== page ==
VC Pam, JT Mutihir, DD Nyango, I Shambe, CO Egbodo, JA KarshimaNigerian Medical Journal 2016 57(6):314-318Background: Contraceptive implants (including Jadelle) are highly effective, safe, and easy to use and have a long duration of action. They do not interfere with intercourse with immediate return to fertility after removal. However, disruption of the menstrual bleeding pattern is almost inevitable and coercive prescription may be a problem because insertion and removal of implants are provider dependent. The objective of this study was to determine the sociodemographic profiles of acceptors of Jadelle and the reasons for discontinuation in Jos, Nigeria. Materials and Methods: This was a 6-year retrospective chart review carried out at the Jos University Teaching Hospital. Results: About 1401 women accepted Jadelle with a mean (΁standard deviation) of 33.4 ΁ 5.9 years. About 88% of the women were Christians and almost three-quarters (73.5%) had at least secondary school education. The means of parity and number of children still alive at the time of accepting Jadelle were 4.1 and 3.8, respectively. Half of the women (49.5%) were breastfeeding and over half (55.9%) had future fertility desires at the time of commencing Jadelle. About 82% had previously used other contraceptives (mostly short-acting methods such as injectables, pills, and condoms), with only 18% starting Jadelle as the first-ever contraceptive method. About 90% of the women had regular menstrual cycles. The major reason for discontinuation of Jadelle was desire for pregnancy although menstrual pattern disruption was the most common reason for removal in the first 6 months of use. Conclusion: The main reason for discontinuation of Jadelle was to have more children although menstrual pattern disruptions accounted for earlier discontinuation.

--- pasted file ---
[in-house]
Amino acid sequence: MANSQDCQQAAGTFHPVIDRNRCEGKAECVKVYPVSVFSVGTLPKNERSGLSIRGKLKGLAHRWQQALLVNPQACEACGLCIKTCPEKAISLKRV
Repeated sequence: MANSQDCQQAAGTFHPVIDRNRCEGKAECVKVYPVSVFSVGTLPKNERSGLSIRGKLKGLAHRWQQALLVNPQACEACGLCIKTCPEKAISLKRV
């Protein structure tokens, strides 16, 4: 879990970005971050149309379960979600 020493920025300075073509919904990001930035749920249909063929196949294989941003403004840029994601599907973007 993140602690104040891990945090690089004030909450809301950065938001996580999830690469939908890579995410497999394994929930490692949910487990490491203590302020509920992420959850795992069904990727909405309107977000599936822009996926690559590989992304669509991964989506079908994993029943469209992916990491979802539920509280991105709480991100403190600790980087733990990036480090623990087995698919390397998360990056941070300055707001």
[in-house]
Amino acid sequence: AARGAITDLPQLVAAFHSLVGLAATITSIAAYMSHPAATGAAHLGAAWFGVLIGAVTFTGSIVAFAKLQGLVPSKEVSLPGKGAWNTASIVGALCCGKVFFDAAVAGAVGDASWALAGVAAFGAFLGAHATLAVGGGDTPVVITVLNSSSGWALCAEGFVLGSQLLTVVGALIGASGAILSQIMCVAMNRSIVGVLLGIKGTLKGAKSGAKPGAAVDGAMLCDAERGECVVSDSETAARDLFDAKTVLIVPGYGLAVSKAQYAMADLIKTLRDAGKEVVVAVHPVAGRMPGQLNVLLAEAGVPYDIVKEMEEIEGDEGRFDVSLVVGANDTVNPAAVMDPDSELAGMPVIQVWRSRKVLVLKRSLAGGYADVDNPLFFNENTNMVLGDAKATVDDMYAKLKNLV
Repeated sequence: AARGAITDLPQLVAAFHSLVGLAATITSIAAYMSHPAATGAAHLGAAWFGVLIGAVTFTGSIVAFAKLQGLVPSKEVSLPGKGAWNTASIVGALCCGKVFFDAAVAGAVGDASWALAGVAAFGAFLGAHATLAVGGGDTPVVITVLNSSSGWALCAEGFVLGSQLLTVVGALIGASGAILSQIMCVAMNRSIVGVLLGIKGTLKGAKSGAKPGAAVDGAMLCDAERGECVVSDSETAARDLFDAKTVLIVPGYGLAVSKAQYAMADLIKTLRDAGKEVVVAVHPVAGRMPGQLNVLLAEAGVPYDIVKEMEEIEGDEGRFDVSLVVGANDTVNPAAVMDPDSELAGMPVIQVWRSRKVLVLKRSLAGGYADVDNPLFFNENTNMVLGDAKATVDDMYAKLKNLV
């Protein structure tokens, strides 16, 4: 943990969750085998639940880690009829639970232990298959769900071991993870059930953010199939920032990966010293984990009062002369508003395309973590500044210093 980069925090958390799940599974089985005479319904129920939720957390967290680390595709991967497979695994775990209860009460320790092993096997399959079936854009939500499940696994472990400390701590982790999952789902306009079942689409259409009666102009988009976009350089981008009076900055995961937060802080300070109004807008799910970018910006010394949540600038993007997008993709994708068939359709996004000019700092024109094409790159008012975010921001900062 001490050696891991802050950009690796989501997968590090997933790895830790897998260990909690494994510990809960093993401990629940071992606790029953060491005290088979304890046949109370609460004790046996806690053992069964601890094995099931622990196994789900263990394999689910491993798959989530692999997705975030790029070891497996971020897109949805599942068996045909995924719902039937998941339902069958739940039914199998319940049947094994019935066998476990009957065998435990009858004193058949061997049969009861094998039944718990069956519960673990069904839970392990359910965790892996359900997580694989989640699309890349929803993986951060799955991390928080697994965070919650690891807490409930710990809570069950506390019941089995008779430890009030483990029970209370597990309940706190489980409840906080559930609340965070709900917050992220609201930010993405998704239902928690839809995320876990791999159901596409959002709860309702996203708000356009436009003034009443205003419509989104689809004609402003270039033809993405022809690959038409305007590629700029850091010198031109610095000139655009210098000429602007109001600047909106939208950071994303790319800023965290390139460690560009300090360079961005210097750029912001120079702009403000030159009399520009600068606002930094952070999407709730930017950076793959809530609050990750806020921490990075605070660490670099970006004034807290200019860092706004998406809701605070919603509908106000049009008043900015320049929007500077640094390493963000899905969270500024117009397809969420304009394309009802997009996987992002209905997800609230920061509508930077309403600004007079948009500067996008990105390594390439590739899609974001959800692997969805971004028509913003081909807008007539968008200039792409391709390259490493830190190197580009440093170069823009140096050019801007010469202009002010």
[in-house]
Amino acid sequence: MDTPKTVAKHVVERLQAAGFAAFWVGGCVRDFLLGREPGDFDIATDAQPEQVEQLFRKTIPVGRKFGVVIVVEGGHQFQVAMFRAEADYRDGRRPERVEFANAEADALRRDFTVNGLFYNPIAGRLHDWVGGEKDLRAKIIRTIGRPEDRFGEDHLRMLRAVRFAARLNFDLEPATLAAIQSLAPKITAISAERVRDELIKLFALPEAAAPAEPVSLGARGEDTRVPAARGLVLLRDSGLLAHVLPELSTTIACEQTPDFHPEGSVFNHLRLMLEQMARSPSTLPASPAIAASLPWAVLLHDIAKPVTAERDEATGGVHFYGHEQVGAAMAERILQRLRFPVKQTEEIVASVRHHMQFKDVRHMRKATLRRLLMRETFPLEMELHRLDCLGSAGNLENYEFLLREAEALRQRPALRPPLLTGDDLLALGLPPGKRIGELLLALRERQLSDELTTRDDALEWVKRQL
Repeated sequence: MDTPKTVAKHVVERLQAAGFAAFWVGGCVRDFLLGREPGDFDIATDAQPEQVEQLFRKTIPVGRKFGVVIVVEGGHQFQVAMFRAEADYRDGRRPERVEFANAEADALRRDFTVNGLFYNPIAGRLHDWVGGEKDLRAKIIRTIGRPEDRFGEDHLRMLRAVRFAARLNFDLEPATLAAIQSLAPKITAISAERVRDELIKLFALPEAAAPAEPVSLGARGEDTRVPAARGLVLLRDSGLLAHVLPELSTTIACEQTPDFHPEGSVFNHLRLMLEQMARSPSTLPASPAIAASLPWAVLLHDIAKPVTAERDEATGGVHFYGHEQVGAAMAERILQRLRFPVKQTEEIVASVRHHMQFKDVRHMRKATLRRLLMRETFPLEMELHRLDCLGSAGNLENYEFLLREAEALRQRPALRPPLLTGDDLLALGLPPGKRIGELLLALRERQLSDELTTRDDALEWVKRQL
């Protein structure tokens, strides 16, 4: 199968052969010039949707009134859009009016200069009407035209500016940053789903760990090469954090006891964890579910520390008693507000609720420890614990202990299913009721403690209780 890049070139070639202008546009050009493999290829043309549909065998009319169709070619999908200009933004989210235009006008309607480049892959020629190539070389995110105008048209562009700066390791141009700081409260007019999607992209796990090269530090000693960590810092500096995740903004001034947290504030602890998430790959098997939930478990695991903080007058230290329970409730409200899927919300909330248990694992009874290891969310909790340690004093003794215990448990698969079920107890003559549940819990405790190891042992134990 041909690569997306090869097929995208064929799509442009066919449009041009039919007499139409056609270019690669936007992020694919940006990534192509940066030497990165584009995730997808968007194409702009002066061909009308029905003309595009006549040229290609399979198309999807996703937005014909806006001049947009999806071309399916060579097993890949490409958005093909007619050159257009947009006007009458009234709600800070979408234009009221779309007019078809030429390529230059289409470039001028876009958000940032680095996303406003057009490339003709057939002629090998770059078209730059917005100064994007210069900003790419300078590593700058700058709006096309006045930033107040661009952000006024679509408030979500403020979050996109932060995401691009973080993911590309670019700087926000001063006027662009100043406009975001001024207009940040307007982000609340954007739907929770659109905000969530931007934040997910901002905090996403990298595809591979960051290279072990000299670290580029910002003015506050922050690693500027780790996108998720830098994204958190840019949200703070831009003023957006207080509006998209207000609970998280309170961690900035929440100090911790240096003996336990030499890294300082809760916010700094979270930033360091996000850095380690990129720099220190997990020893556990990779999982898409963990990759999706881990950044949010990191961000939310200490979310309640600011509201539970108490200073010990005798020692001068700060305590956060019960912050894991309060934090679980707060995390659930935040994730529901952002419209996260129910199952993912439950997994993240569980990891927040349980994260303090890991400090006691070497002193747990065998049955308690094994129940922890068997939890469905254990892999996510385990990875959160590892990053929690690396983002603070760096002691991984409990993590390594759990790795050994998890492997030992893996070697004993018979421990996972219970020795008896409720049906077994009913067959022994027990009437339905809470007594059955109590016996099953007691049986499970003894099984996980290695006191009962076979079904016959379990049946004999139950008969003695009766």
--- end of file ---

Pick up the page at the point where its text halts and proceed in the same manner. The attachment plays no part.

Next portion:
Tags: nigeria medical